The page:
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Cover of Darkness: S.F. Police Turned a Blind Eye to Some of the City's Most Dangerous Criminals — Who Were Also Some of Their Most Trusted Sources 

Wednesday, May 8 2013
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Whatever intelligence SFPD gained from Sandoval and Guerra wasn't worth the risk, she argues. "The ultimate goal is not convictions; the ultimate goal is public safety and the reduction of crime," says Natapoff. "We have to question whether permitting Sandoval and Guerra to stay at large promoted public safety."

The three agencies that held the umbrella over Guerra and Sandoval — the Gang Task Force, the Narcotics Bureau, and the DA's office — illustrate the "Faustian bargain" that law enforcement strikes with confidential informants, says Natapoff. While police and prosecutors operate under the theory that flipping the little fish will lead them to the big fish, Sandoval and Guerra both held rank in their respective gangs, and Sandoval was involved in high-level drug trafficking. Allowing both men to remain free despite their repeated violations of SFPD informant guidelines and, more importantly, their threat to public safety, corrupts the function of the justice system, says Natapoff.

"It sends a terrible message to criminals, which is: You can continue to do your criminal work as long as you work with the government, as long as you're sufficiently useful," she says. Crucially, because of state laws that allow law enforcement to keep confidential the activity of informants, legislatures have effectively passed the buck on externally regulating the use of CIs. "Because we don't regulate this sort of relationship externally, we rely on police departments and prosecutor's offices to police themselves."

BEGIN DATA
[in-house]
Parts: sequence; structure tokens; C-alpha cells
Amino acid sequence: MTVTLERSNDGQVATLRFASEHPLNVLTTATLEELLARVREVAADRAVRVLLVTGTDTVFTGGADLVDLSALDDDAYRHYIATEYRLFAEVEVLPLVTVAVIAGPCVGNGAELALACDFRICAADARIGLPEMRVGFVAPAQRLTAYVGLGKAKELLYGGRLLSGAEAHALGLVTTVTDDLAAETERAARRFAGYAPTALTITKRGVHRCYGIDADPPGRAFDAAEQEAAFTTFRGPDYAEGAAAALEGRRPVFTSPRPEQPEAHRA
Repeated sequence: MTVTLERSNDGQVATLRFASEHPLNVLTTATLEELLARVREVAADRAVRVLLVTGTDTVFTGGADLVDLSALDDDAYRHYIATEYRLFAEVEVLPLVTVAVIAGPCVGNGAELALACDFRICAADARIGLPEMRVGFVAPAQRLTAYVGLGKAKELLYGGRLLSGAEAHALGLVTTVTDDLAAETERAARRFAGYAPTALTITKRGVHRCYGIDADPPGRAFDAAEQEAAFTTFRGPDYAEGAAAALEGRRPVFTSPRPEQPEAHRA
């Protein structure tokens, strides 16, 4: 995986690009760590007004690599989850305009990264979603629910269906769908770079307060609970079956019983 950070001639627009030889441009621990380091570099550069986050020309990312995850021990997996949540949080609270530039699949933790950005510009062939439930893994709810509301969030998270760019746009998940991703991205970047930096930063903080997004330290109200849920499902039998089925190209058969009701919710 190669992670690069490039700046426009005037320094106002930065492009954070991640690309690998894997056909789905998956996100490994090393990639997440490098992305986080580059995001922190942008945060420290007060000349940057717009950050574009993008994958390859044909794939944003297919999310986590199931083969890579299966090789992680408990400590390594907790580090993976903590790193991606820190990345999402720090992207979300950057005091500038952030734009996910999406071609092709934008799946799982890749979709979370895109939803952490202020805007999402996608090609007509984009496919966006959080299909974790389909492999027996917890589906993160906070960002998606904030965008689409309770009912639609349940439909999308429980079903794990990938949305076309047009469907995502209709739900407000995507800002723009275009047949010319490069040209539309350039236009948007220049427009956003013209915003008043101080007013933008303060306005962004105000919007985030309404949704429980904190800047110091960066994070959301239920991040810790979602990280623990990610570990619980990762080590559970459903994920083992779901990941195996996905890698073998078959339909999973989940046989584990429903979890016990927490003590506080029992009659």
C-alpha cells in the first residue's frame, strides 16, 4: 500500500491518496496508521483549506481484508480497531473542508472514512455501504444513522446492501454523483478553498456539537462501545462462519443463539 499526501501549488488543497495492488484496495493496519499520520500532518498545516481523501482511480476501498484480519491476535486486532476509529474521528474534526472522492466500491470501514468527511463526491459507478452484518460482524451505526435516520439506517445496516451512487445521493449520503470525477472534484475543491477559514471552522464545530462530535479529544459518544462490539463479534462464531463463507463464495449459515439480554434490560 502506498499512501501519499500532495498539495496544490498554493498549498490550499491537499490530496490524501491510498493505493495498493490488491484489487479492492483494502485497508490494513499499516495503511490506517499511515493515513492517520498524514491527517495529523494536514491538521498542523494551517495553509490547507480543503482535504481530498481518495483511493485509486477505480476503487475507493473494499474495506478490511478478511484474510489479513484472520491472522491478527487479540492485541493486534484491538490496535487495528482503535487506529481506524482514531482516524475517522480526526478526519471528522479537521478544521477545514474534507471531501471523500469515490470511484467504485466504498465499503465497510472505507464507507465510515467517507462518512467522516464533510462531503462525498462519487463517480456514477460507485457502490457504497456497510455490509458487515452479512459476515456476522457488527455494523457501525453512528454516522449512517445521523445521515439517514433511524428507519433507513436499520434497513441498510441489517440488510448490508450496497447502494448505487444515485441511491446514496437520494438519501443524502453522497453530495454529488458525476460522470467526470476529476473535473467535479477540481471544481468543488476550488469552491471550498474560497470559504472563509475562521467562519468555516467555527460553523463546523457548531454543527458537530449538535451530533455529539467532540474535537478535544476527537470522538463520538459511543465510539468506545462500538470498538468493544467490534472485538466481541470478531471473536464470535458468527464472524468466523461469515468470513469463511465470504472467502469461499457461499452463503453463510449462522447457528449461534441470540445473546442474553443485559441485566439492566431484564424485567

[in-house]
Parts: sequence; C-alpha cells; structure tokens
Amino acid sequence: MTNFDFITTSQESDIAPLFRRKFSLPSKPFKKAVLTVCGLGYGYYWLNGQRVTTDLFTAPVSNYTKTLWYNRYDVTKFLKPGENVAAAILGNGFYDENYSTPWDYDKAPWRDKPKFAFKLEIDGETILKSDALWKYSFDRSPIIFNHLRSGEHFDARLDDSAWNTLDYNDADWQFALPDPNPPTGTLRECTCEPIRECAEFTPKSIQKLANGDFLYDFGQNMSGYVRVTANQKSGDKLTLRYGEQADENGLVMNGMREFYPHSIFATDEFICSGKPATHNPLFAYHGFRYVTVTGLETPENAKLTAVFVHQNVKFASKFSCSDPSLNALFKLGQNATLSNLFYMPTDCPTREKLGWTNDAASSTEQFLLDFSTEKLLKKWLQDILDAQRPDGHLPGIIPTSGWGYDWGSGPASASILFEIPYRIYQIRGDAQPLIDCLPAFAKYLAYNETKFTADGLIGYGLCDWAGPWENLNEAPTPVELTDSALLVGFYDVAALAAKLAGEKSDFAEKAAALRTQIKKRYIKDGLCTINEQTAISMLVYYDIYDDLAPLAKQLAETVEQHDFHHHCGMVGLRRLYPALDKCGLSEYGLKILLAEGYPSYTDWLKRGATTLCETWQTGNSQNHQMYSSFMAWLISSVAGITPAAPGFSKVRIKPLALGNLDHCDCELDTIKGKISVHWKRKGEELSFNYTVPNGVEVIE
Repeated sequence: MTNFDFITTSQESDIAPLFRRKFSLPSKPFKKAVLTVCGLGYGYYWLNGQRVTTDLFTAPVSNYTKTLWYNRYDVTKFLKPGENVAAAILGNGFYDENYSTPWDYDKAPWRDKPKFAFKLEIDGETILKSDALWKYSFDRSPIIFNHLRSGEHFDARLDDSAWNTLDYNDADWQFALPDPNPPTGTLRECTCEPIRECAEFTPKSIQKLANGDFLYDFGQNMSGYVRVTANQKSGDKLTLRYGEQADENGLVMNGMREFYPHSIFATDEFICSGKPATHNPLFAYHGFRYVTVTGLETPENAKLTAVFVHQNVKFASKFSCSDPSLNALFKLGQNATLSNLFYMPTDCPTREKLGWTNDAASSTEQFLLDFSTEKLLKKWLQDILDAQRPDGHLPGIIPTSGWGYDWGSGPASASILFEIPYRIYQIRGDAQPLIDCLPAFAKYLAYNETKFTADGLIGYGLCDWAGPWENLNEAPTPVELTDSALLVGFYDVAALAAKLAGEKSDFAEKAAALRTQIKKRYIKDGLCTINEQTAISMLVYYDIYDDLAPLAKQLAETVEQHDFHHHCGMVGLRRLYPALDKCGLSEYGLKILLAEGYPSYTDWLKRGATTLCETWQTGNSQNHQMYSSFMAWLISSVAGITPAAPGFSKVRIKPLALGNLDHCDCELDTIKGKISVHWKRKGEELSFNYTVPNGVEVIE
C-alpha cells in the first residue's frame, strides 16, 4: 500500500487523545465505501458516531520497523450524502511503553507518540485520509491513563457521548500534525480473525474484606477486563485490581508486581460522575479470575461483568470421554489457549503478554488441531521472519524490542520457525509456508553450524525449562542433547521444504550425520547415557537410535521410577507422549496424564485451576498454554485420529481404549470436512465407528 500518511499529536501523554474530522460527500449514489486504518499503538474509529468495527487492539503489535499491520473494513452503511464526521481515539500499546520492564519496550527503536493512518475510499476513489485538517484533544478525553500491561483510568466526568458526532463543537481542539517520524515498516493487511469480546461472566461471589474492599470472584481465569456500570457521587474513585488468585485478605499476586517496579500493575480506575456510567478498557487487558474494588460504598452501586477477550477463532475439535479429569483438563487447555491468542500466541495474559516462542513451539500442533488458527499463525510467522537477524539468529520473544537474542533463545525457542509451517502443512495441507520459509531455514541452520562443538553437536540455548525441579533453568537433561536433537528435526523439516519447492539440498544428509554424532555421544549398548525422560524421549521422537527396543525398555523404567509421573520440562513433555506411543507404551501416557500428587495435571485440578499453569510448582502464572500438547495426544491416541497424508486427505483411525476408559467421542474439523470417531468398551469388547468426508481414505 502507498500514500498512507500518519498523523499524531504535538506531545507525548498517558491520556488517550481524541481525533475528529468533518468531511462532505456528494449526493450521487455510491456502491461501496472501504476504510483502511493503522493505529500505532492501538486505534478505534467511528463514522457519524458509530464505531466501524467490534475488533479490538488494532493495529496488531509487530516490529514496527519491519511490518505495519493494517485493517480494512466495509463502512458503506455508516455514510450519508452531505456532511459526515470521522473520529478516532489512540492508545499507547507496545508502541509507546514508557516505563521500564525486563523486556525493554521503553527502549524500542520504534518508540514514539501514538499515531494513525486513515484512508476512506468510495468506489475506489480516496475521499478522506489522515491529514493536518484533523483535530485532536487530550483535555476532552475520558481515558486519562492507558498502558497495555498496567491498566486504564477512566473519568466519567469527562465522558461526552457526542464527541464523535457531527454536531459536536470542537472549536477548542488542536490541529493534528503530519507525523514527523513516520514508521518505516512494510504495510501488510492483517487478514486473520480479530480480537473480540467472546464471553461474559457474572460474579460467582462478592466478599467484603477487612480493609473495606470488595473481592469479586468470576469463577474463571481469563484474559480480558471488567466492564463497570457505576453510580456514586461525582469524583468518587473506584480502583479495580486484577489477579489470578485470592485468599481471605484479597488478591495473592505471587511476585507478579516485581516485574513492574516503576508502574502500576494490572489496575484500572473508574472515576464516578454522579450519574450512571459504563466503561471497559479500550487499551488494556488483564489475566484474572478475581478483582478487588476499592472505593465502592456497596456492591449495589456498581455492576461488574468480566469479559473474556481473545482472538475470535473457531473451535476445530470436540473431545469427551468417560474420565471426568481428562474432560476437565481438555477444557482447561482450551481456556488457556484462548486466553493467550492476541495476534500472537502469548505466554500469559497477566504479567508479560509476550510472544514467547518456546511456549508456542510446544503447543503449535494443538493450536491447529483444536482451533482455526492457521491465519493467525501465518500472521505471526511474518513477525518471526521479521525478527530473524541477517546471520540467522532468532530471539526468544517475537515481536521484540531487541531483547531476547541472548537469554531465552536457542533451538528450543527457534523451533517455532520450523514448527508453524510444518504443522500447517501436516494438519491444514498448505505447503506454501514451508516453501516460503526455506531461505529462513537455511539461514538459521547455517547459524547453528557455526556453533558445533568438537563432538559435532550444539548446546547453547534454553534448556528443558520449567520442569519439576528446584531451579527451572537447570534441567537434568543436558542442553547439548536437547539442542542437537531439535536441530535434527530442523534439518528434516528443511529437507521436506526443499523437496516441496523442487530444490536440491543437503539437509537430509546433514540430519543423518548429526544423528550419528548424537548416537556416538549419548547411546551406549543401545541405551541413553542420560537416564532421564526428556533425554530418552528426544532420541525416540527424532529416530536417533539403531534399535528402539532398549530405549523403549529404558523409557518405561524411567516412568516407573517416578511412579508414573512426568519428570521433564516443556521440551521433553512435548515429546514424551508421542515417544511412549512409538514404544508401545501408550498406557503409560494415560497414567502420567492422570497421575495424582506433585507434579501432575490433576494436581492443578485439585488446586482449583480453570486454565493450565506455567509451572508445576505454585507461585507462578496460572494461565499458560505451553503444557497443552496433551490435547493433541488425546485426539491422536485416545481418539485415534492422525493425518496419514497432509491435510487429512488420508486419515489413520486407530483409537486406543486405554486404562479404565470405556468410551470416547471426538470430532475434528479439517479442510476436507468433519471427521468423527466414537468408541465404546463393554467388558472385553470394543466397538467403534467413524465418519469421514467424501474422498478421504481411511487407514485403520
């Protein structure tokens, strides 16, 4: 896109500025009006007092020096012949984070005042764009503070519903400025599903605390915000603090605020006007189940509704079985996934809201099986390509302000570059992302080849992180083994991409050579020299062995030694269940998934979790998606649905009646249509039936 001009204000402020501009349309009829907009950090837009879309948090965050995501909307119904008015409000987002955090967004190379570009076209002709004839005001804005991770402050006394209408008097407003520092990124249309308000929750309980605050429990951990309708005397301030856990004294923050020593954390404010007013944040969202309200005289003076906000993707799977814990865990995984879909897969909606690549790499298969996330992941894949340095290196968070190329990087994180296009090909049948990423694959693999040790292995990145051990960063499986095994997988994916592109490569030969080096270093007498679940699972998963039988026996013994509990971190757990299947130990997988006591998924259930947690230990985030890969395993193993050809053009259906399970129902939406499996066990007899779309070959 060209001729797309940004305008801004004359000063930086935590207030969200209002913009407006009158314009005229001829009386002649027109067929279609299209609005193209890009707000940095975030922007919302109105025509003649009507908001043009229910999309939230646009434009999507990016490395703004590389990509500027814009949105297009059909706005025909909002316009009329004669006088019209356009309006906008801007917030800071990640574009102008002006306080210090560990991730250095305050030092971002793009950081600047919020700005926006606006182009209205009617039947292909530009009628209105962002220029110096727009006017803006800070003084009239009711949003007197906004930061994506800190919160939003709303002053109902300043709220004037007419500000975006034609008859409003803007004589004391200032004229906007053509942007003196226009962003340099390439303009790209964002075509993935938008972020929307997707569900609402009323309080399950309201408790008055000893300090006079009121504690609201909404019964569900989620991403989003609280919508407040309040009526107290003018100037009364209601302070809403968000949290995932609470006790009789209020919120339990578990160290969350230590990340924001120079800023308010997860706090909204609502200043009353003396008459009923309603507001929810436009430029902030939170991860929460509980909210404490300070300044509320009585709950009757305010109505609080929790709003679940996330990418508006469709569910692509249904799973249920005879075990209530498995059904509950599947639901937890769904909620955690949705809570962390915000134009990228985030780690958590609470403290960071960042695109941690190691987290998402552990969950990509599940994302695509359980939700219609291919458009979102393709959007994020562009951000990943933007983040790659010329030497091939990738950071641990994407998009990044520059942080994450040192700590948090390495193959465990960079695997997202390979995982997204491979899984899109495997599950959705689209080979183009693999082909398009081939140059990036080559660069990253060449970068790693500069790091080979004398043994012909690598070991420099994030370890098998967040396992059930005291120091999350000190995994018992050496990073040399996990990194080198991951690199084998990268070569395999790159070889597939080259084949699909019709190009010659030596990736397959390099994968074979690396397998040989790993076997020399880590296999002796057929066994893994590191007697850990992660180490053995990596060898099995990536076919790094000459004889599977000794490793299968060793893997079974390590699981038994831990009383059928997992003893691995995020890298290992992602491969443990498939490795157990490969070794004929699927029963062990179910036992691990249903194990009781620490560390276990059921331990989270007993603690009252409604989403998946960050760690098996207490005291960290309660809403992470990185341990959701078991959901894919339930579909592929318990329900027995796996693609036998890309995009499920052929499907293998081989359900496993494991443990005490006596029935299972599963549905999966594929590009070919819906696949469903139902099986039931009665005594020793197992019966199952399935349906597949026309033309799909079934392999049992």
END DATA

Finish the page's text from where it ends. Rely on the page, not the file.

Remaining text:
And experts say that the insulated, self-reinforcing culture of the specialized units that were using Guerra and Sandoval as informants is responsible in part for allowing these relationships to come into being and continue.

"It's a dreadful culture, they live by lies and deceit while living undercover," Keane says of high-risk, independent units like SFPD's Gang Task Force and Narcotics Division. Units with no significant oversight like the Gang Task Force are even more dangerous, because the lack of a formal recruiting structure reinforces the operating logic, modus operandi, and dysfunction of that unit. Drago says that officers given a significant deal of freedom, without the constant supervision that patrol officers receive from their sergeants, can get drawn in too deeply to the criminal world they are charged with disrupting. Such units, he says, "have got to be a tightly run ship," in terms of how money, informants, and interactions with the criminal element are handled. "The average guy who becomes a cop doesn't come from or step into that part of the world anywhere as much as these guys," Drago says. "They're in it every day."

Insofar as remedies, both local and state legislatures can intervene. After a young woman arrested for marijuana possession in Florida was coerced into participating in a sting operation that lead to her death in 2008, the state Legislature passed laws limiting the use of confidential informants and structuring guidelines for law enforcement uses of CIs. "Because it's hard to find out who's an informant, there has to be a mandate from the legislature that all informants are documented," says Drago.

SFPD's structure also means that the San Francisco Police Commission, which Keane once served on, can conduct its own probe into confidential informants. "The San Francisco Police Commission should investigate," says Keane. The commission has the power to review confidential documentation and institute disciplinary procedures against officers.

This sort of behavior, Keane says, is gotten away with because victims like Liri Lesku are not high-profile, middle-class citizens. "It's done to people who no one cares about," he says. "That makes all the difference."

This story was produced with the support of the Investigative Fund of the Nation Institute, with support from The Puffin Foundation.

Reporter Julie Reynolds contributed to this story.

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Ali Winston

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